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Sunday's leaders won't be in final group at KPMG Women's PGA Championship

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NEWTOWN SQUARE, Pa. – The October move of the KPMG Women's PGA Championship means less daylight and more improvising.

Kerry Haigh, the chief championships officer for the PGA, said on Tuesday at Aronimink Golf Club that players will be going out as early as possible on Thursday and Friday, and finishing up as late as will be allowed.

"We do have 132 players in the field, which we are proud of. But having said that, we're actually going to tee off, I believe, it's three minutes after sunrise on Thursday and Friday, and we will be finishing well after sunset," Haigh said. "The hope is to finish, but we would not be surprised if we were not able to finish due to the challenges and the difficulty of the golf course and the amount of daylight. But we felt it extremely important to provide the playing opportunity for all the best players to just feel what is a true major championship."

Carryovers are nothing unusual, but this weekend's schedule is unique.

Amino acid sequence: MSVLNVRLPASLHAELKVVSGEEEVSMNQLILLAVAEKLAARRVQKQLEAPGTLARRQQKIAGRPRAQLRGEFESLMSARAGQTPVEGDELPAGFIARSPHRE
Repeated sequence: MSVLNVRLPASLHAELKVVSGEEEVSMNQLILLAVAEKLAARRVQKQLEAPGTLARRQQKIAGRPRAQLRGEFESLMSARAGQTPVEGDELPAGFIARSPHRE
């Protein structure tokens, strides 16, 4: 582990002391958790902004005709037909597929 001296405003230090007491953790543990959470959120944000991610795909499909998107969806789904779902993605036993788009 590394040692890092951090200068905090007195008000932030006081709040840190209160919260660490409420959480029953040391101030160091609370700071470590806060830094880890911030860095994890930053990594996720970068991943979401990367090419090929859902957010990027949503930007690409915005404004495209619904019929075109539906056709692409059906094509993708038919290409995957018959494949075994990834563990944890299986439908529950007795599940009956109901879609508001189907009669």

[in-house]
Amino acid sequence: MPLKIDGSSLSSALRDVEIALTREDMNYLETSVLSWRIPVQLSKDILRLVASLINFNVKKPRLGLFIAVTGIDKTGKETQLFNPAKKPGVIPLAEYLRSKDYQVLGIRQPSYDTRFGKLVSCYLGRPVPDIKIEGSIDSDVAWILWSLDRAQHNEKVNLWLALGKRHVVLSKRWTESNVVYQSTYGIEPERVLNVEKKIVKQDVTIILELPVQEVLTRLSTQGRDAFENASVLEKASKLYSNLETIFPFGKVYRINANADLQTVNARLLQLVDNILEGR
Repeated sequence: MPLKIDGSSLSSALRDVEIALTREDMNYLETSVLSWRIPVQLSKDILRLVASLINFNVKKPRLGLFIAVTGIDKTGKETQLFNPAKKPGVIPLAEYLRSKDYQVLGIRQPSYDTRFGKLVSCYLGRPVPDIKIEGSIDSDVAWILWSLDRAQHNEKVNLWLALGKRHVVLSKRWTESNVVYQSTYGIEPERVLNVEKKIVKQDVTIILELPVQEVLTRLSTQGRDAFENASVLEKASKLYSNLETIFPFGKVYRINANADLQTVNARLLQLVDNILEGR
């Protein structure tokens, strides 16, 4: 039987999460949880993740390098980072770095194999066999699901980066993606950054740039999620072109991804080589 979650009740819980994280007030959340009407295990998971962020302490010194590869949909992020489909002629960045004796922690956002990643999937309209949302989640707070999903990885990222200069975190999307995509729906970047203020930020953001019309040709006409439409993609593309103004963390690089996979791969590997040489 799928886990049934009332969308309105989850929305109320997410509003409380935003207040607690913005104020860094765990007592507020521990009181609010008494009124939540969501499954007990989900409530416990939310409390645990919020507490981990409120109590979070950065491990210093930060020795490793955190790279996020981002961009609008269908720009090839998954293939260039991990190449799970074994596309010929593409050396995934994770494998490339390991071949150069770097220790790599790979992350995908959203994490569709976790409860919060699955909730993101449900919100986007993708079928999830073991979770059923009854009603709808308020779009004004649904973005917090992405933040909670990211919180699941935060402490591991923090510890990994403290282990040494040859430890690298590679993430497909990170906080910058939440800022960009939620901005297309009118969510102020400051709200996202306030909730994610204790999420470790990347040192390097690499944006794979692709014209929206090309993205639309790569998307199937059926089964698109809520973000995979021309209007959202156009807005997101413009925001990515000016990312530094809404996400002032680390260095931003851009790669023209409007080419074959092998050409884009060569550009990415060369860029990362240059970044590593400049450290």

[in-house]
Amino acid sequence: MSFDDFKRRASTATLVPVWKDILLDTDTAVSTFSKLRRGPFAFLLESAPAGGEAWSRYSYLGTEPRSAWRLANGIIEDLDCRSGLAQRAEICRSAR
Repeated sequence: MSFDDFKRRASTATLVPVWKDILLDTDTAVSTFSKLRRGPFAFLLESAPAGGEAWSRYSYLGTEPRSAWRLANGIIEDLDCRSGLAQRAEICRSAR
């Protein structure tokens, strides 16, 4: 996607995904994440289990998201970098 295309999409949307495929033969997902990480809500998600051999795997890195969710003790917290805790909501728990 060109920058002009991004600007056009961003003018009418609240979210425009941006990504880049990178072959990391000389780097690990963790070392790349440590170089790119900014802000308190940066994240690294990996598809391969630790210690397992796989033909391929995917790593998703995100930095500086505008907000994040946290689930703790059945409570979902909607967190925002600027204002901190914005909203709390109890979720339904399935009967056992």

KPMG Women’s PGA Championship: Full-field tee times | Full coverage

The event was originally slated for June, but because of the COVID-19 pandemic, was shifted to this week. Not only are there daylight concerns, but showcasing a major championship on network television also means competing against other sports, in this case, NASCAR on NBC.

Saturday's third-round coverage is scheduled to conclude at 3 p.m. ET, with the final round slated to end at 2 p.m. ET. If all goes well, the third round will play out normally, with the leaders going out last. That, however, won't be the case on Sunday.

KPMG Women's PGA: How to watch, notes

From TV times to purse and payout, here's what you need to know ahead of this week's KPMG Women's PGA Championship.

In order for fans to see the contenders compete, the leading threesome would go out in the final round roughly 45 minutes ahead of the final tee time.

"If you have the opportunity to see a three-hour telecast and see the leaders all through that three hours, to me as a spectator, that is a lot more appealing than watching everyone but the leaders tee off and you never get to the leaders to see a shot,'' Haigh said.

But as Haigh mentioned, getting everyone out (7:10 a.m. first tee time) and in (sunset around 6:30 p.m.) will be a challenge over the first two days. Should Round 2 spill over into Saturday, provisions will have to be made.

"In some ways, we could be making history this week because we will have the leaders not teeing off at the end of the wave on Sunday. And if we don't finish on Friday, they will not be teeing off last on Saturday, either," Haigh said.

"And although it's a little different and out of the box, we as partners with the LPGA and KPMG are prepared to make those changes for what we think will be a greater and a better championship for everyone to observe."